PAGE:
I recall seeing this proven one morning when we found a troop of these beguiling primates clustered at the very top of a tall tree, next to a slow-moving tributary. On one side, a big male, with his troop of adoring females. On the other, was a rival male, alone, but sporting a noticeably larger nose. One by one, the ladies abandoned their own male by jumping directly into the river and then swimming across (despite the fact there are crocodiles!) The look of dejected sadness on the face of the male with the smaller nose was almost heart breaking.

I say ‘almost’ because the situation was so comical that we all burst out laughing. Poor chap!

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In Tabin, the 2nd destination on our Borneo photography tour, we can often expect to encounter Oriental short clawed otters – a very cute animal that frequents the shallow forest river which flows past our chalets. My guests and I were charmed to the max when a family of these endearing creatures stopped by for a fishing lesson. Younger otters were being taught by the adults, but they weren’t very competent at it. Some fish were landed, only to flap themselves back into the water. Some fish just clean got away. The youngsters were frustrated and cried and had tantrums but eventually, under the guidance of elder otters, they all managed to eventually catch something.

It was also in Tabin, during one of our regular night drives, that I noticed a pair of eyes reflected in my spotting light, way high up in a very tall roadside tree. I almost ignored it, thinking it might just be a flying squirrel or a Palm civet (species that are easily encountered at night) but the colour seemed off, so we stopped and looked more carefully. That’s when my local guide almost jumped out of his seat with shock and excitement.  “It’s a Marbled cat” he cried, peering into the dark canopy with his binoculars.  A very rare species that he himself had never seen in more than 20 years of guiding.  Tiny and patterned like a clouded leopard, this beautiful cat was certainly one of my favourite rainforest encounters of all time.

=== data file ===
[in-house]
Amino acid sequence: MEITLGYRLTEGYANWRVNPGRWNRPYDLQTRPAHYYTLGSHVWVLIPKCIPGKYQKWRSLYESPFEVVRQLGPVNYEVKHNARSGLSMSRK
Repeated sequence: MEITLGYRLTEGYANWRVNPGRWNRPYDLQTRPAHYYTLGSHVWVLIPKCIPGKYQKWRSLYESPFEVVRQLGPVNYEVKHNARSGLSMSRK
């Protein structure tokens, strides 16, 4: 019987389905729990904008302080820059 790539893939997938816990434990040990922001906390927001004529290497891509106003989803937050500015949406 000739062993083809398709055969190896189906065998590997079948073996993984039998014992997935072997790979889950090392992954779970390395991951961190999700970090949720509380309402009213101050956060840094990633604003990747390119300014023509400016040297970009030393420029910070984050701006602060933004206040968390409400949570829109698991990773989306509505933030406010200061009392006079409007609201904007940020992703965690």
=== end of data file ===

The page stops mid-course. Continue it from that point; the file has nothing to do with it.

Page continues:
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But nothing beats our regular Tabin treks into the forests to photograph Gibbons. They are a small, very long armed ape, that bonds with a partner for life, and sings in celebration every single morning. Their gorgeous melodies enhance the exotic ambience of Borneo’s steaming jungles. Typically hard to photograph, as they are flipping fast and normally stay up high, the families who live near to our chalets will, instead, frequently come down lower, and present themselves for photography.

Last, but certainly not least, we end our trip in the primary jungles of the Danum Valley- a beautiful untouched area where skyscraper trees and swirling mists set the stage for a whole heap of photography sessions. I love it when we take an early morning hike uphill to where we catch sunrise from a viewing platform.

Before dawn breaks, swirling mists flow through the canopy below us like ethereal rivers.  The 6 ‘o clock cicada will whirr into action, announcing to all who live in the jungles that a new day is about to commence, and all of a sudden, a dawn chorus of exotic birds, insects and singing primates will fill the air with beautiful tunes.  It’s a very special thing indeed, and the landscape photography opportunities from up there are a real treat as well.

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Finally, I recall my favourite orangutan encounter was from the Danum.

A young 1st time mother and her tiny little infant had decided to hang around in the vicinity of the lodge, perhaps steering clear of a big male who had recently been seen in the nearby forests. Orangutans are predominantly solitary and don’t enjoy each other’s company, and in fact, males can sometimes be dangerous to babies.

Being intelligent, this agile and arboreal mom had worked out that he was a bit too nervous to hang out so near to the sometimes-noisy open-air lodge restaurant, and so that’s where she decided to be. My guests and I had the awesome privilege of being able to watch and photograph her from the comfort of our dining table. I’ve never before had the option to shoot a wild orangutan with my 200mm lens whilst, at the same time, being served a nice cold beer by a waiter.

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A Borneo photography tour is always full of surprises; be it a weird gliding colugo, or the bright orange colour of a baby langur monkey.

I hope you will join me there some day, and we will venture the rainforests together, leaving nothing but footprints, but taking home a shed load of photos and a whole suitcase of awesome jungle memories.